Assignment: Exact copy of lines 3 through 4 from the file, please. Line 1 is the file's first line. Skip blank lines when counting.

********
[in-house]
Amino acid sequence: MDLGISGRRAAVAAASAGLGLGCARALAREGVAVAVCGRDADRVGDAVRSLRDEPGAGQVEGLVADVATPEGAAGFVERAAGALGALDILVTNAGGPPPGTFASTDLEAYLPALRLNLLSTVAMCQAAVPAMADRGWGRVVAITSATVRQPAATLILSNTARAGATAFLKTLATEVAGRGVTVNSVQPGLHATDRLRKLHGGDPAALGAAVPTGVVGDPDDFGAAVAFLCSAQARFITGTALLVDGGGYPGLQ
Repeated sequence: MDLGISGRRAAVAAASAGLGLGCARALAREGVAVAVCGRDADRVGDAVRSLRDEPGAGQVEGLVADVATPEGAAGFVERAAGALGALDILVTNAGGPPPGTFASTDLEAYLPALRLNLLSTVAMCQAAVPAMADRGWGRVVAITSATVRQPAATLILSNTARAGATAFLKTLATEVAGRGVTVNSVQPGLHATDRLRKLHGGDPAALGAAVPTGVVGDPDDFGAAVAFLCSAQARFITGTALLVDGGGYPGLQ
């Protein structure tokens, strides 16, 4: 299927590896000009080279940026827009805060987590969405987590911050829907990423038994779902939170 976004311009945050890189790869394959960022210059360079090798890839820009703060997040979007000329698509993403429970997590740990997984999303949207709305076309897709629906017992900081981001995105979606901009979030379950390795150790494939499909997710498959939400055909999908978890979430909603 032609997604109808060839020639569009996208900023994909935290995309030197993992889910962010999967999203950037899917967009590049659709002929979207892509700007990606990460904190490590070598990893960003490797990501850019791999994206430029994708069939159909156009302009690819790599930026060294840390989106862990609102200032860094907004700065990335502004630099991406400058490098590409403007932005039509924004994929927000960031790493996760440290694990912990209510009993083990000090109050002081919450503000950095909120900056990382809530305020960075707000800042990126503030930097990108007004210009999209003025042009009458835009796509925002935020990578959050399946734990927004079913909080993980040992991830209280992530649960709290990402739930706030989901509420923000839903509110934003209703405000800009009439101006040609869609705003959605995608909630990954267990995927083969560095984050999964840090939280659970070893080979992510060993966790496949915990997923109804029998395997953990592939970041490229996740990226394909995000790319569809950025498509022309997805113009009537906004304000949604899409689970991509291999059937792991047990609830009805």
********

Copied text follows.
Repeated sequence: MDLGISGRRAAVAAASAGLGLGCARALAREGVAVAVCGRDADRVGDAVRSLRDEPGAGQVEGLVADVATPEGAAGFVERAAGALGALDILVTNAGGPPPGTFASTDLEAYLPALRLNLLSTVAMCQAAVPAMADRGWGRVVAITSATVRQPAATLILSNTARAGATAFLKTLATEVAGRGVTVNSVQPGLHATDRLRKLHGGDPAALGAAVPTGVVGDPDDFGAAVAFLCSAQARFITGTALLVDGGGYPGLQ
């Protein structure tokens, strides 16, 4: 299927590896000009080279940026827009805060987590969405987590911050829907990423038994779902939170 976004311009945050890189790869394959960022210059360079090798890839820009703060997040979007000329698509993403429970997590740990997984999303949207709305076309897709629906017992900081981001995105979606901009979030379950390795150790494939499909997710498959939400055909999908978890979430909603 032609997604109808060839020639569009996208900023994909935290995309030197993992889910962010999967999203950037899917967009590049659709002929979207892509700007990606990460904190490590070598990893960003490797990501850019791999994206430029994708069939159909156009302009690819790599930026060294840390989106862990609102200032860094907004700065990335502004630099991406400058490098590409403007932005039509924004994929927000960031790493996760440290694990912990209510009993083990000090109050002081919450503000950095909120900056990382809530305020960075707000800042990126503030930097990108007004210009999209003025042009009458835009796509925002935020990578959050399946734990927004079913909080993980040992991830209280992530649960709290990402739930706030989901509420923000839903509110934003209703405000800009009439101006040609869609705003959605995608909630990954267990995927083969560095984050999964840090939280659970070893080979992510060993966790496949915990997923109804029998395997953990592939970041490229996740990226394909995000790319569809950025498509022309997805113009009537906004304000949604899409689970991509291999059937792991047990609830009805």